I was expecting something mediocre of The Gold Rush. This was my first time facing Charlie Chaplin, a filmmaker who loved the silent era like no one else. I was, instead, taken aback by how much appreciation I suddenly felt for the sort of film. The 1942 re-release features Chaplin’s narration in the place of intertitles. The narration is presented much more like an audiobook than a radio show performance. It’s a remodeling that affects the movie’s pace, but most importantly, the candid delivery puts the silent era on a forefront in a way that is far more convincing than it deserves to be.

The story in The Gold Rush is as if it were a Jack London novella told through the eyes of a farce writer. As you might guess, Chaplin features as his signature character, “the Tramp,” as he makes his way through the titular events. Chaplin has so much fun writing and directing himself around the Yukon, particularly when it means his persona gets into a mess. Yes, the film drags on an unintended length eventually, but it’s much more interesting than it is without the petite “sound era” adjustment. I now feel determined to watch more of Chaplin. Most of it’s because The Gold Rush feels like a thankfully extended sketch. You can say that one of them is enough, but that’s like turning on Saturday Night Live (a much more recent example, but spiritually similar) and only sticking around for one of the send-ups. You can do that, but only until you feel the guilt of not committing to the welcoming plethora of laughs.

STAY TUNED FOR MY “FROM DUSK TILL DAWN” REVIEW @ 4:30

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Despicable Me 2

Review No. 520

“Despicable Me 2″ is a pretty abeebin dwah doo dee doe do movie!

Despicable Me 2 teaser poster

B-PLUS

DIRECTED BY PIERRE COFFIN AND CHRIS RENAUD. PRODUCED BY CHRIS MELEDANDRI AND JANET HEALY. SCREENPLAY BY CINCO PAUL AND KEN DAURIO. FEATURING THE VOICES OF STEVE CARELL (FELONIOUS GRU), KRISTEN WIIG (LUCY WILDE), BENJAMIN BRATT (EDUARDO PEREZ / EL MACHO), MIRANDA COSGROVE (MARGO), RUSSELL BRAND (DR. NEFARIO), STEVE COOGAN (SILAS RAMSBOTTOM), AND KEN JEONG (FLOYD EAGLE-SAN). ALSO FEATURING THE VOICES OF COFFIN, RENAUD, ELSIE FISHER, DANA GAIER, MOISÉS ARIAS, NASIM PEDRAD, AND KRISTEN SCHAAL. DISTRIBUTED BY UNIVERSAL PICTURES ON JULY 3, 2013. PRODUCED IN ENGLISH BY THE UNITED STATES. RUNS 1 HOUR, 38 MINUTES. SUITABLE FOR ALL AGES.

DESPICABLE ME 2 WAS WATCHED ON JULY 7, 2013.

Despicable Me 2 picks up directly where its predecessor left off, with a similar appreciation for “evilship,” regardless of how much the hero has changed. Felonious Gru (Steve Carell) has now abandoned his career as a supervillain and instead become a loving father to his three adopted daughters. But his supervillainy is still a major part of his past. He’s brought to the Anti-Villain League, an association that uses former supervillains to think in the minds of current supervillains.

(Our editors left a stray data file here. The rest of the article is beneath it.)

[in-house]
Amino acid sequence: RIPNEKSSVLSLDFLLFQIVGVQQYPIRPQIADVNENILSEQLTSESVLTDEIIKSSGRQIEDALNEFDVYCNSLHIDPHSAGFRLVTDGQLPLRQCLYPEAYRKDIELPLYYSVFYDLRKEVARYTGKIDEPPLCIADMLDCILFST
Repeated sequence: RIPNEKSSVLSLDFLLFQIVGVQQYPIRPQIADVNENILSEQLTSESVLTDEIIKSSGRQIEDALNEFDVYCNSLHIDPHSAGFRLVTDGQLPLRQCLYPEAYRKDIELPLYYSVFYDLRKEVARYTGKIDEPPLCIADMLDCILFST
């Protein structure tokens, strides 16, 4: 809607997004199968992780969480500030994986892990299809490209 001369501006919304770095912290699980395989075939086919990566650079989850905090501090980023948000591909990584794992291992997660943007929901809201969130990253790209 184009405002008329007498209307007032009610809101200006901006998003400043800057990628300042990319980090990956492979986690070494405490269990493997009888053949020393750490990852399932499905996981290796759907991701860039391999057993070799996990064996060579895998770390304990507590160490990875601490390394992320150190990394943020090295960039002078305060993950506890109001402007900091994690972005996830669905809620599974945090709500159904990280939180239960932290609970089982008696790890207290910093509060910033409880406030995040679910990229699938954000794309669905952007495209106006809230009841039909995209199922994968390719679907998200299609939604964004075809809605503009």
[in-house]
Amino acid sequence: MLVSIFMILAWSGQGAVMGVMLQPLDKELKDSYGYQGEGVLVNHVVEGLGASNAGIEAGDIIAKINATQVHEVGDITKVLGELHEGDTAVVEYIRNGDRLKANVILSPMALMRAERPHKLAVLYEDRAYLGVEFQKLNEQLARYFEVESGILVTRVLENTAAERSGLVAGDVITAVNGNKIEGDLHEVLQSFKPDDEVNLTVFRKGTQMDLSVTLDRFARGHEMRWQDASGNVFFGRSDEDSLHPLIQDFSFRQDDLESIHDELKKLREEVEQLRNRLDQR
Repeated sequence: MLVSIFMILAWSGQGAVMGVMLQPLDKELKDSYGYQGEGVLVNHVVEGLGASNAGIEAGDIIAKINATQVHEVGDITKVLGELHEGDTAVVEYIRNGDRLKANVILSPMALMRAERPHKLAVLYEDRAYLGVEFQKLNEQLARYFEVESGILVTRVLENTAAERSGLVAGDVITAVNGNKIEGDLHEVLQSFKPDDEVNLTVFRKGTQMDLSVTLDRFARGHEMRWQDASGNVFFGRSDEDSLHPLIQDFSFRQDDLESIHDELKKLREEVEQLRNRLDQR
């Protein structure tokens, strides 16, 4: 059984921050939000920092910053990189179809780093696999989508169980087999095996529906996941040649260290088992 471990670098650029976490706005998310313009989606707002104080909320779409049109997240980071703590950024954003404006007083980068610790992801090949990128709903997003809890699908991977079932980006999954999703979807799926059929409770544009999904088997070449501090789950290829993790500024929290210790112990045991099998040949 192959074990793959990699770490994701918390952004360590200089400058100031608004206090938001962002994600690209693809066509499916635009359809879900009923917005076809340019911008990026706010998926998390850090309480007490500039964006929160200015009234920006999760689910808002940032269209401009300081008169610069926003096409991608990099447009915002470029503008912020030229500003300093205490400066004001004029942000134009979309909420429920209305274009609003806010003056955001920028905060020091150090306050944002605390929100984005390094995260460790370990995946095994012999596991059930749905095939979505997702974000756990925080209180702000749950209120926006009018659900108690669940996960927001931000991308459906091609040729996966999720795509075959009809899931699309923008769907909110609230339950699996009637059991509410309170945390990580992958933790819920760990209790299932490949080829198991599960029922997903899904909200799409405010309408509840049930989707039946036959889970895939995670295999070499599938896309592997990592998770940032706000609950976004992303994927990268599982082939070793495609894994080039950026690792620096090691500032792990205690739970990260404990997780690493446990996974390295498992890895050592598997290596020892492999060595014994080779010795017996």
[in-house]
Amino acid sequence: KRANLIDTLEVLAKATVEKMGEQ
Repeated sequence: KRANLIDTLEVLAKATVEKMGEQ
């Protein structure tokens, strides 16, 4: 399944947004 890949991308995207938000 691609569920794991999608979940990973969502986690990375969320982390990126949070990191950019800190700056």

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Abeebin. Dwah. Doo. Dee. Doe. Do.

Cinco Paul and Ken Daurio must’ve had a lot of fun writing the script. It flows along ever so freely. As a result, we get a lot more of the minions, which is such a delight. Unless you simply do not have an inner child to let loose with, it’s nearly impossible not to laugh at their antics. I hear there is a spinoff simply called Minions due for the holiday season of 2014, and I’m already excited. Where the script fails is in a cohesive plot. After the story has come to be, it’s subplot after subplot after subplot. A good eighty to eighty-five percent of the time, the jokes can distract you from the fact that there’s no real glue to hold this movie together.  The other fifteen to twenty percent of the time, it drags.

When I watched Despicable Me not too long ago, I was convinced it was the new Shrek: an animated film that coaxes you into loving an undeniably bad guy. Perhaps, then, Despicable Me 2 is the new Shrek 2. Particularly when it had every nerve to take the money and run, it’s a worthwhile followup. Not quite as great as the original, but worthwhile by any standards.  It’s splendidly animated and abeebin dwah doo dee doe do.  I’m not sure what the hell all that means, but the minions (directors Pierre Coffin and Chris Renaud) said it ever so enthusiastically, and it stuck.

STAY TUNED FOR MY “RUN LOLA RUN” REVIEW @ 4:30

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Despicable Me

Review No. 507

Baby wants to watch! Baby wants to watch “Despicable Me”!

A

DIRECTED BY PIERRE COFFIN AND CHRIS RENAUD. PRODUCED BY CHRIS MELEDANDRI, JOHN COHEN, AND JANET HEALY. SCREENPLAY BY CINCO PAUL AND KEN DAURIO. STORY BY SERGIO PABLOS. FEATURING THE VOICES OF STEVE CARELL (GRU), JASON SEGEL (VICTOR “VECTOR” PERKINS), AND RUSSELL BRAND (DR. NEFARIO). ALSO FEATURING THE VOICES OF COFFIN, RENAUD, JULIE ANDREWS, MIRANDA COSGROVE, DANA GAIER, ELSIE KATE FISHER, WILL ARNETT, KRISTEN WIIG, JEMAINE CLEMENT, JACK McBRAYER, KEN JEONG, DANNY McBRIDE, AND MINDY KALING. DISTRIBUTED BY UNIVERSAL PICTURES ON JULY 9, 2010. PRODUCED IN ENGLISH BY THE UNITED STATES. RUNS 1 HOUR, 35 MINUTES. SUITABLE FOR ALL AGES.